Shadyside 'Donation' Mix-up Teaches A Hard Lesson

November 11, 1990|By Wayne Ridenour

On June 17, I saw a CNN news broadcast about the devastating flood in Shadyside, Ohio. I was so moved that I asked myself what I could do to help.

After giving the matter some thought, I formed the Shadyside Ohio Relief Fund. Through coverage in the local newspapers and television stations, people in Maryland, parts of Virginia and Pennsylvania became as excited as I was. It seemed that many of them wanted to help.

You can just imagine how excited I was when, on June 19, Maryland Secretary of State Winfield Kelly Jr. notified me. It seemed the state wanted to help too.

That afternoon two representatives from the state visited me to plan ways to get the greatest possible response to the drive. I explained to them that we were looking strictly for donations of food, clothing, lumber, building supplies and water.

The following day I met with Mirian Patterson, assistant secretary of state. We discussed our goals. Since I was the only outsider in contact with Shadyside's mayor, I assured Patterson that I would get a list of needed items from the mayor and pass it on to her as soon as possible.

The mayor's list included food, clothes, money and drinking water. On Thursday, June 21, I gave the list to Patterson.

On Tuesday, June 26, Patterson called. She said Safeway had a truckload of water and another of supplies. Reporters were told: "Safeway is committing a truckload of supplies and a truckload of water."

On hearing this, we were all truly moved. Things were looking good; we had raised about $3,000 and Safeway was giving us supplies and water.

On Wednesday, Patterson called to say that Safeway could not give $35,000 worth of supplies. I understood and decided to call Safeway myself to see what I could do.

I spoke with James Roberts, Safeway's public relations manager. He was very nice, but explained that the company could not give away that much merchandise.

We worked on ways to trim the list of supplies. I wasn't looking for Safeway to give us all the needed supplies. After all, it had only agreed to help and $35,000 was a little bit too much from one company, no matter how large.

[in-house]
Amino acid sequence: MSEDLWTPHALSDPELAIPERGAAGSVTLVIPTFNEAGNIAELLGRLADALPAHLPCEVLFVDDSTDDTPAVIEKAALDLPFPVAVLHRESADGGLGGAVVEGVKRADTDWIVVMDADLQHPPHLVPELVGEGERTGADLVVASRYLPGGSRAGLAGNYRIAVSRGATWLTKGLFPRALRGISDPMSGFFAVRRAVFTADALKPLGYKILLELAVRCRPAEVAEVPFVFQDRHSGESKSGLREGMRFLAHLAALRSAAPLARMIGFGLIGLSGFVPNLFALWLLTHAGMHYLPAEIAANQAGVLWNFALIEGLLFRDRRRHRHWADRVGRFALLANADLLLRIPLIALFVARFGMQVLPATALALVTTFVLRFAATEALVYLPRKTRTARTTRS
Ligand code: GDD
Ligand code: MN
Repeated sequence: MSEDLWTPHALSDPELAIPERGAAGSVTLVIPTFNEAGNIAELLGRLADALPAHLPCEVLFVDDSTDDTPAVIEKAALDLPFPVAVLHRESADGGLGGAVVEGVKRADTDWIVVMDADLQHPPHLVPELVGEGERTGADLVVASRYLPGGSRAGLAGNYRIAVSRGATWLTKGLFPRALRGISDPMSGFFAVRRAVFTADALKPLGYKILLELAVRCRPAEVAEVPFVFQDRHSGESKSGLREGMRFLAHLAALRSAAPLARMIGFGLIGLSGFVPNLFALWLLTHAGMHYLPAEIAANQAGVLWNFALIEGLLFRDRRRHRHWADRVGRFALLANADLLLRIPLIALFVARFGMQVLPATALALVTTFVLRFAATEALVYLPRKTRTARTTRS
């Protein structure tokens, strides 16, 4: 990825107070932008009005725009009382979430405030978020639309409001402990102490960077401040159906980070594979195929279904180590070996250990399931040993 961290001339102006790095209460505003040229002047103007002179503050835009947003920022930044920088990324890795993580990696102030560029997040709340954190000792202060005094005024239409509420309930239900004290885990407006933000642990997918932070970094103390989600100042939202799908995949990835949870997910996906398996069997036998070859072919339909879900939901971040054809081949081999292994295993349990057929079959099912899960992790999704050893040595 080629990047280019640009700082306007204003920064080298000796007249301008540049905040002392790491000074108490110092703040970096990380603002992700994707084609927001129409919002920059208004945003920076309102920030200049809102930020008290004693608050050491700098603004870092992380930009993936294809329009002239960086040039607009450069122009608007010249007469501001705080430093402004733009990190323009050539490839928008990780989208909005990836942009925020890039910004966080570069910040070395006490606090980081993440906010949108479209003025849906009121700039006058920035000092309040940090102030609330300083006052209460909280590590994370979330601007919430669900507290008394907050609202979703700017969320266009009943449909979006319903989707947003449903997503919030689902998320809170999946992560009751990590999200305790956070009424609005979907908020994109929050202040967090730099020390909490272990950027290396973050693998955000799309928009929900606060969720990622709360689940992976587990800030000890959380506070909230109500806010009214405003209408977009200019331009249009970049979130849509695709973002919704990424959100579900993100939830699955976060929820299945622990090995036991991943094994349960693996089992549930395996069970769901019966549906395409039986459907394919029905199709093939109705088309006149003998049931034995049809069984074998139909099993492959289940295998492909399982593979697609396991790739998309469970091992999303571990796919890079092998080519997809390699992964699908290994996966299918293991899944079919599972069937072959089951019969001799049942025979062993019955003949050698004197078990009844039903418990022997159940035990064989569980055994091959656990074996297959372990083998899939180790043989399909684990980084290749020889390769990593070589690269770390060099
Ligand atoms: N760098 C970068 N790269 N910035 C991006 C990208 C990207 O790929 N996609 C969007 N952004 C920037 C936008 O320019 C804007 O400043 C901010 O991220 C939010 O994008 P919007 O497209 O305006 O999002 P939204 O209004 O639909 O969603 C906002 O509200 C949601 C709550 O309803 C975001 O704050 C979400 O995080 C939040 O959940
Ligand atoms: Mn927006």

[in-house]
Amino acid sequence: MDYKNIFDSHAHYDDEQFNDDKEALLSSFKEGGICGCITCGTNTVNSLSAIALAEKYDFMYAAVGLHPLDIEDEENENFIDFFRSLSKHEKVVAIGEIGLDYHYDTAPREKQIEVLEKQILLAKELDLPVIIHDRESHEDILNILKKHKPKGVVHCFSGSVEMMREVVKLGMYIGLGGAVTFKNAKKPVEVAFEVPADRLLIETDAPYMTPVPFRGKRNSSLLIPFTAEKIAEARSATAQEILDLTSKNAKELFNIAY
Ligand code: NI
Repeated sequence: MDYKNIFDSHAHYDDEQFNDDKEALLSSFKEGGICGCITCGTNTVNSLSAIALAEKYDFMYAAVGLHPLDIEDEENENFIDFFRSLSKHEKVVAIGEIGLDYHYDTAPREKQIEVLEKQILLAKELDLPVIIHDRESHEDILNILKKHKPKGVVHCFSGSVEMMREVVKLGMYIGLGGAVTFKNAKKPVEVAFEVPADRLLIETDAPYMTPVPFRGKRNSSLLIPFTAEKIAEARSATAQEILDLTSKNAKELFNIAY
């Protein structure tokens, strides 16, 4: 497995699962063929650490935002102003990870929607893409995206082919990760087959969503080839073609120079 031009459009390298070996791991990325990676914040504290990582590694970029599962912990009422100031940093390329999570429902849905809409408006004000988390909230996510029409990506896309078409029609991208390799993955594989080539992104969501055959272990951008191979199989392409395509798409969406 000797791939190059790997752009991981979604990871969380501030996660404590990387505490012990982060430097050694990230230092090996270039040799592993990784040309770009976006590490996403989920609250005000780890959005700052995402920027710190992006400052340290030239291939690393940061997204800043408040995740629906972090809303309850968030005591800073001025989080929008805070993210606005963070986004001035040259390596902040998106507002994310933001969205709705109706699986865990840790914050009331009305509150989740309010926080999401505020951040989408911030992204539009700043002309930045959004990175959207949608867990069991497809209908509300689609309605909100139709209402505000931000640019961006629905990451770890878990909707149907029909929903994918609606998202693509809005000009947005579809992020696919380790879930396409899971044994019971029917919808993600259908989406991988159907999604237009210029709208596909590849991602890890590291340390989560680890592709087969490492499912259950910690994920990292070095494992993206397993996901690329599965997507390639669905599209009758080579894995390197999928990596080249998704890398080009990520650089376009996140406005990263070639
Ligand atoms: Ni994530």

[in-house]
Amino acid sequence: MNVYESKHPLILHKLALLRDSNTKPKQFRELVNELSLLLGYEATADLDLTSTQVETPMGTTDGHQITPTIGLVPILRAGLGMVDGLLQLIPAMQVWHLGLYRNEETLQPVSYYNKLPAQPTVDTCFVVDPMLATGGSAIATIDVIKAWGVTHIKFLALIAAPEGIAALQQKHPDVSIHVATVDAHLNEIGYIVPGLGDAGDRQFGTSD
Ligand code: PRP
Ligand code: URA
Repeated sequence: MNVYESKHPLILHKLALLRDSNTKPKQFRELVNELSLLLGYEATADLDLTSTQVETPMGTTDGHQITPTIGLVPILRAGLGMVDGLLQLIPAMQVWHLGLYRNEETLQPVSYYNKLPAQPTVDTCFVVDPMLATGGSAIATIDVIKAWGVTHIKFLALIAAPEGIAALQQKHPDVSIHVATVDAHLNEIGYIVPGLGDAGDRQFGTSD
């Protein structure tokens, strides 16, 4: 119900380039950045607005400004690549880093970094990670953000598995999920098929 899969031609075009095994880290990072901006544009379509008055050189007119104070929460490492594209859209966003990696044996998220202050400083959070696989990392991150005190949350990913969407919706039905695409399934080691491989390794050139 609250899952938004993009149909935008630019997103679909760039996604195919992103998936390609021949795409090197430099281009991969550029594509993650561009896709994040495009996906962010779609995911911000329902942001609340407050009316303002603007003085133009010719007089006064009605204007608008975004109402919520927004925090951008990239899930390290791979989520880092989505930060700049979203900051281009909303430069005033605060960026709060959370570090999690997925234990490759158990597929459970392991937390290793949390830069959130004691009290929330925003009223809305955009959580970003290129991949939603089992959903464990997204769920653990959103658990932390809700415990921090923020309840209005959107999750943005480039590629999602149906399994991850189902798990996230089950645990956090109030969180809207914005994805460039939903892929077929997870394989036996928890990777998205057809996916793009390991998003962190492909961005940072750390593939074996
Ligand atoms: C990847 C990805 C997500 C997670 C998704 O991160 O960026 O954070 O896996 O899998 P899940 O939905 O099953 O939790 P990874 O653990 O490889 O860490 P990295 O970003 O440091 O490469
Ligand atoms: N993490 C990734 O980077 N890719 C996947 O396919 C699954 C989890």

Roberts said he'd see what he could do to trim the list. On Wednesday afternoon I went over his list with him. I would have liked to have much more food, and fewer health care items, but who was I to tell Safeway what to donate? I would take it, be happy, and thank God for the company's generosity.

Around 3:30 the following afternoon, the bomb dropped! I was informed that the truckload of supplies that were committed to the people of Shadyside, Ohio, had a $15,000 price tag attached.

I was in shock; I couldn't believe what I was being told. I informed the Secretary of State's office that there was no way that the fund could, or would, commit itself to this bill. And if these things were going to be sold to us, why weren't we told in the beginning? We hadn't raised anything close to that amount.

A little later the Secretary of State's office called back with a new deal. Although nothing had been removed from the trucks, the price tag had dropped to $11,000 and Safeway had agreed to donate the truckload of water.

I had to refuse this latest deal.

I then had a very heated conversation with Winfield Kelly. He said, "Well, you didn't think they were going to give them to you for free, did you?"

I simply replied, "Yes." I reminded Kelly of our original conversation, in which I clearly stated to him and his staff that we were looking strictly for donations.

He assured me Safeway had worked hard to get these supplies ready for us and wanted them to go to Ohio. He asked how much money we had raised to date. I informed him that we had about $3,500, $2,500 of which I was already committed to taking to Ohio with me.

By this time, my biggest concern was being able to repay Safeway. Kelly assured me that we wouldn't, under any circumstances, have to pay Safeway any more money then we were able to raise. I was still not pleased with the deal. After going another round with Kelly, the price was finally dropped to a firm $10,000.

Since this discussion took place, I have talked to Safeway once more. It seems that Roberts was unaware that the Shadyside Ohio Relief Fund didn't have money. Roberts felt that all this mess wasn't Safeway's fault, and maybe it's not. Roberts noted that it was Kelly who informed Safeway that I had $15,000 to spend on supplies, and that Safeway was never asked to donate the supplies to us.

To this day, I still don't understand why Kelly told Safeway we had $15,000 when he knew from the start that we were looking only for donations.

We've been informed by Kelly's office that we must pay Safeway for these supplies. Well, so be it. We've asked Safeway for the bill of lading so that we can see our actual cost and actual discount. But newspaper accounts of this situation say Safeway has not billed, and doesn't intend to bill, the relief fund.

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